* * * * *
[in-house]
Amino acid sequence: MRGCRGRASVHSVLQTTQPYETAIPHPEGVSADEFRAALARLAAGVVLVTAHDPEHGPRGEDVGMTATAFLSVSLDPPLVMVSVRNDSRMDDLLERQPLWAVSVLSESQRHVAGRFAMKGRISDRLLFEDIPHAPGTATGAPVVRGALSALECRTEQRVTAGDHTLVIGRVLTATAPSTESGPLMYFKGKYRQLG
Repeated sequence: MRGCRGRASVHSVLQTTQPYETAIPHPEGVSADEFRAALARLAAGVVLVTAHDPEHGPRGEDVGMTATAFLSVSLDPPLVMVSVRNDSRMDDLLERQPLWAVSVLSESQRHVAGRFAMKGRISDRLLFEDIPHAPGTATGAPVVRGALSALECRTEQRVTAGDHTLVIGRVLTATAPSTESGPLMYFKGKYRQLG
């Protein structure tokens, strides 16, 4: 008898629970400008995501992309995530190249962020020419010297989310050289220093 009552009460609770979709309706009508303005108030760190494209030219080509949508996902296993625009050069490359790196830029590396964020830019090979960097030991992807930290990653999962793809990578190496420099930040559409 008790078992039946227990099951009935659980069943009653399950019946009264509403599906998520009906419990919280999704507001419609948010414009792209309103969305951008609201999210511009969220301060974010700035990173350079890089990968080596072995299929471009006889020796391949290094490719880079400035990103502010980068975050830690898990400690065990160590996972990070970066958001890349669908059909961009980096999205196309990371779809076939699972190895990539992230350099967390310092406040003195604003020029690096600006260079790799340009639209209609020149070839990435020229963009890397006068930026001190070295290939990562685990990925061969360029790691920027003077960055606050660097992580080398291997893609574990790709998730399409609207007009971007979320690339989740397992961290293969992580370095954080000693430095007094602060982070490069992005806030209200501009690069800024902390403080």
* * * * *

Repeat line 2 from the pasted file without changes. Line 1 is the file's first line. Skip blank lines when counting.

Amino acid sequence: MRGCRGRASVHSVLQTTQPYETAIPHPEGVSADEFRAALARLAAGVVLVTAHDPEHGPRGEDVGMTATAFLSVSLDPPLVMVSVRNDSRMDDLLERQPLWAVSVLSESQRHVAGRFAMKGRISDRLLFEDIPHAPGTATGAPVVRGALSALECRTEQRVTAGDHTLVIGRVLTATAPSTESGPLMYFKGKYRQLG